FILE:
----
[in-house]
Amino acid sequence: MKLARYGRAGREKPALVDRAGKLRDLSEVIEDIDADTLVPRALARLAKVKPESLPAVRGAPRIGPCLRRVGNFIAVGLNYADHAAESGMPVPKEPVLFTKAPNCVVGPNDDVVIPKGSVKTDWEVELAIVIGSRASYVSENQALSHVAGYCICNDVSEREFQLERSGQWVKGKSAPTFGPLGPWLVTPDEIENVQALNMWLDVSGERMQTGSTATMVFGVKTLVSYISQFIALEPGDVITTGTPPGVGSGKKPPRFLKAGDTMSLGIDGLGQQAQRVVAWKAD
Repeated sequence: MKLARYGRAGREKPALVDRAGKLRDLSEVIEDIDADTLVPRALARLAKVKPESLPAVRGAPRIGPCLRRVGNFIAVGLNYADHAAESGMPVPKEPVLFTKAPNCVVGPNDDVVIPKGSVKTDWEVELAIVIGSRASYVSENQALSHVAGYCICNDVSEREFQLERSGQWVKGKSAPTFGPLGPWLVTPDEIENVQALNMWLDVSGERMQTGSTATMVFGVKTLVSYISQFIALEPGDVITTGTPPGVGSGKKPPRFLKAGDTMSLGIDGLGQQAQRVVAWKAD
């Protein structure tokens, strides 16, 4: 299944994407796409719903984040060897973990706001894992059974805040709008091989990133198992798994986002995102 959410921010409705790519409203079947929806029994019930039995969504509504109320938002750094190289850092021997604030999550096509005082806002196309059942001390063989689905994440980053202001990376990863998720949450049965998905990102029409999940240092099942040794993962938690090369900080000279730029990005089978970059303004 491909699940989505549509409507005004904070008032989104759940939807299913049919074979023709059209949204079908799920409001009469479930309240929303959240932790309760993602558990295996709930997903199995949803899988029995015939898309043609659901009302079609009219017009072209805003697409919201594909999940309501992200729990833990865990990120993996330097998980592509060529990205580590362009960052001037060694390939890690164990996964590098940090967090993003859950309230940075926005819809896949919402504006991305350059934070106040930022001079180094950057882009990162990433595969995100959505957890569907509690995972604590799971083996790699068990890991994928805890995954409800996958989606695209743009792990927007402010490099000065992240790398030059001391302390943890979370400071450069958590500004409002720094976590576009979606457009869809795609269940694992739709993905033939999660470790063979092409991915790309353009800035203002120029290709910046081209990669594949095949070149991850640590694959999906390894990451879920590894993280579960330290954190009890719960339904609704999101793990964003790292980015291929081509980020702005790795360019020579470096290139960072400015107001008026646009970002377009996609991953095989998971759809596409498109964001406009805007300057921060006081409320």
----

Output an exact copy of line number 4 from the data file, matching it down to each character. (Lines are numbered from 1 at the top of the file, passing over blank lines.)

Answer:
């Protein structure tokens, strides 16, 4: 299944994407796409719903984040060897973990706001894992059974805040709008091989990133198992798994986002995102 959410921010409705790519409203079947929806029994019930039995969504509504109320938002750094190289850092021997604030999550096509005082806002196309059942001390063989689905994440980053202001990376990863998720949450049965998905990102029409999940240092099942040794993962938690090369900080000279730029990005089978970059303004 491909699940989505549509409507005004904070008032989104759940939807299913049919074979023709059209949204079908799920409001009469479930309240929303959240932790309760993602558990295996709930997903199995949803899988029995015939898309043609659901009302079609009219017009072209805003697409919201594909999940309501992200729990833990865990990120993996330097998980592509060529990205580590362009960052001037060694390939890690164990996964590098940090967090993003859950309230940075926005819809896949919402504006991305350059934070106040930022001079180094950057882009990162990433595969995100959505957890569907509690995972604590799971083996790699068990890991994928805890995954409800996958989606695209743009792990927007402010490099000065992240790398030059001391302390943890979370400071450069958590500004409002720094976590576009979606457009869809795609269940694992739709993905033939999660470790063979092409991915790309353009800035203002120029290709910046081209990669594949095949070149991850640590694959999906390894990451879920590894993280579960330290954190009890719960339904609704999101793990964003790292980015291929081509980020702005790795360019020579470096290139960072400015107001008026646009970002377009996609991953095989998971759809596409498109964001406009805007300057921060006081409320």